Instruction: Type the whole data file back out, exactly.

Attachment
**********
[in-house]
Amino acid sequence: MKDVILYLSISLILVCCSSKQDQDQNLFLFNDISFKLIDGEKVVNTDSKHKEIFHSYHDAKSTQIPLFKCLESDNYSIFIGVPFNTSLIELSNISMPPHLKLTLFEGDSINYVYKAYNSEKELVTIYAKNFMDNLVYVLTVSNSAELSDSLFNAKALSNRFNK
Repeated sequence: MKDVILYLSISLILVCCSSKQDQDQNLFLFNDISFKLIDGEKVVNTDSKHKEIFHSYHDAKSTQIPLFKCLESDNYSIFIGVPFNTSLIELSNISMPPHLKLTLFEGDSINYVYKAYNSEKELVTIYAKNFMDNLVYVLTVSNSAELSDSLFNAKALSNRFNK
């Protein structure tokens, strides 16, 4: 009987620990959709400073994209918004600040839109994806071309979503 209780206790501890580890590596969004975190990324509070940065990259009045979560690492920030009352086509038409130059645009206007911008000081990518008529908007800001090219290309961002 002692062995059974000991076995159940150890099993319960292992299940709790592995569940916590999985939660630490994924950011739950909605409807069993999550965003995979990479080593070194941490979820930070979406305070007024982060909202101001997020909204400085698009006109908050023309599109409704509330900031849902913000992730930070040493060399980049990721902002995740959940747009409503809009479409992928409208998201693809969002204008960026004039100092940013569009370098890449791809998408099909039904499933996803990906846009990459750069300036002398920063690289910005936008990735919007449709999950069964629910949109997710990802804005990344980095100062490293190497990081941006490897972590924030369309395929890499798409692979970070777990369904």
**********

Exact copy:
[in-house]
Amino acid sequence: MKDVILYLSISLILVCCSSKQDQDQNLFLFNDISFKLIDGEKVVNTDSKHKEIFHSYHDAKSTQIPLFKCLESDNYSIFIGVPFNTSLIELSNISMPPHLKLTLFEGDSINYVYKAYNSEKELVTIYAKNFMDNLVYVLTVSNSAELSDSLFNAKALSNRFNK
Repeated sequence: MKDVILYLSISLILVCCSSKQDQDQNLFLFNDISFKLIDGEKVVNTDSKHKEIFHSYHDAKSTQIPLFKCLESDNYSIFIGVPFNTSLIELSNISMPPHLKLTLFEGDSINYVYKAYNSEKELVTIYAKNFMDNLVYVLTVSNSAELSDSLFNAKALSNRFNK
């Protein structure tokens, strides 16, 4: 009987620990959709400073994209918004600040839109994806071309979503 209780206790501890580890590596969004975190990324509070940065990259009045979560690492920030009352086509038409130059645009206007911008000081990518008529908007800001090219290309961002 002692062995059974000991076995159940150890099993319960292992299940709790592995569940916590999985939660630490994924950011739950909605409807069993999550965003995979990479080593070194941490979820930070979406305070007024982060909202101001997020909204400085698009006109908050023309599109409704509330900031849902913000992730930070040493060399980049990721902002995740959940747009409503809009479409992928409208998201693809969002204008960026004039100092940013569009370098890449791809998408099909039904499933996803990906846009990459750069300036002398920063690289910005936008990735919007449709999950069964629910949109997710990802804005990344980095100062490293190497990081941006490897972590924030369309395929890499798409692979970070777990369904």